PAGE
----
Hitherto, Betterton is considered as at the head of his company, and the affairs of the stage are naturally connected with his, as the transactions of a nation are interwoven with the life of a prince.  After our author reached seventy, his infirmities grew upon him greatly, his fits of the gout were more lasting, and more severe:  His circumstances also, which had not been mended since he took upon him the conduct of the theatre, grew more necessitous, and all this joined to his wife’s ill state of health, made his condition melancholy, at a time when the highest affluence could not have made them chearful.  Yet under all these pressures, he kept up his spirit, and though less active, was as serene as ever.  The public in those days, had a grateful remembrance of the pleasure Betterton had given them, and would not suffer so distinguished, and so deserving a man, after fifty-years service, to withdraw, till he had received from them some marks of their favour.

In the spring of 1709 a benefit was granted to Mr. Betterton, and the play of Love for Love was acted for that purpose.  Two of the best actresses that ever graced the stage appeared on it upon that occasion, tho’ they had long quitted it, to render the benefit more advantageous:  The part of Valentine was performed by Mr. Betterton, Angelica by Mrs. Bracegirdle, and Mrs. Barry performed that of Frail.  The epilogue was written by Mr. Rowe.  Mrs. Bracegirdle, Mrs. Barry, and Mr. Betterton, appeared on the stage together, and the ladies taking hold of him, represented his infirmities of age, and pleaded his ancient merit, in a very natural and moving manner:  This epilogue is exquisite in its kind.  The profits arising from that benefit, we are told, amounted to 500 l.  He had also a promise that the favour should be annually continued.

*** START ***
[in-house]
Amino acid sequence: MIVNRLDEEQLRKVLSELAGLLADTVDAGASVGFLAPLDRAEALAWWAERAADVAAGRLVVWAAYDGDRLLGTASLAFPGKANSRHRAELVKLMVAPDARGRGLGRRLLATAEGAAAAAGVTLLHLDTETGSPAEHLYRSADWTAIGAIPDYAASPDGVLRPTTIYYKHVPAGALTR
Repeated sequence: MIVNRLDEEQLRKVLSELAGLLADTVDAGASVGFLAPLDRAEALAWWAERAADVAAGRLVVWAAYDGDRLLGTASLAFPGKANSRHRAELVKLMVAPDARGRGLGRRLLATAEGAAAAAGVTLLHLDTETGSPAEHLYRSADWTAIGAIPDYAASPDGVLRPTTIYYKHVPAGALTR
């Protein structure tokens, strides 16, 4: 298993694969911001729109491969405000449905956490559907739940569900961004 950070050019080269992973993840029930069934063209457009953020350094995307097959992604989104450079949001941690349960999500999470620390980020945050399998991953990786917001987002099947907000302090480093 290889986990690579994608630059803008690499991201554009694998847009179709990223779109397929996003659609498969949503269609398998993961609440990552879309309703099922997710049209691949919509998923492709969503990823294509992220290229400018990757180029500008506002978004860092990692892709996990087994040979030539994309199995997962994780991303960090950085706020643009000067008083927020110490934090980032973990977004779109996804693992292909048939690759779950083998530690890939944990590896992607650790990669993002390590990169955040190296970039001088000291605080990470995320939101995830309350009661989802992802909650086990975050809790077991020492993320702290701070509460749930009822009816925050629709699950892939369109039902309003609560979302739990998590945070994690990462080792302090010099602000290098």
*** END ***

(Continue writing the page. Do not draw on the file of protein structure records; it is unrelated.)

These extraordinary acts of public gratitude had a proper effect upon Mr. Betterton; who instead of indulging himself on their bounty, exerted the spirit given by this generosity, in their service, and appeared and acted as often as his health would permit.  On the 20th of September following, in particular, he performed the part of Hamlet, with such vivacity, as well as justice, that it gave ample satisfaction to the best judges.  This activity in the winter kept off the gout longer than usual, but the fit returning in the spring, was the more unlucky, as it happened at the time of his benefit, when the success of his play was sure to depend in a great measure upon his own performance.  The play he made choice of was the Maid’s Tragedy, in which he acted the part of Melantius; and notice was accordingly given by his good friend the Tatler; but the fit intervened; and that he might not disappoint the town, Mr. Betterton was forced to submit to outward applications, to reduce the swelling of his feet:  Which had such an effect, that he was able to appear on the stage, though he was obliged to use a slipper.  He acted that day, says the Laureat, with unusual spirit, and briskness, by which he obtained universal applause; but this could not prevent his paying a very dear price for these marks of approbation, since the gouty humour, repelled by fomentations, soon seized upon the nobler parts; which being perhaps weakened by his extraordinary fatigue on that occasion, he was not able to make a long resistance:  But on the 28th of April, 1710, he paid the debt to nature; and by his death occasioned the most undissembled mourning amongst people of rank and fashion.

His behaviour as a man, and his abilities as a player, raised his character, and procured him the esteem of all worthy and good men; and such honours were paid his memory, as only his memory could deserve.

On the second of May, his corpse was with much ceremony interred in Westminster Abbey, and the excellent author of the Tatler, has given such an account of the solemnity of it, as will outlast the Abbey itself.  And it is no small mortification to us, that it is inconsistent with our proposed bounds, to transcribe the whole:  It is writ with a noble spirit; there is in it an air of solemnity and grandeur; the thoughts rise naturally from one another; they fill the mind with an awful dread, and consecrate Mr. Betterton to immortality, with the warmth of friendship, heightened by admiration.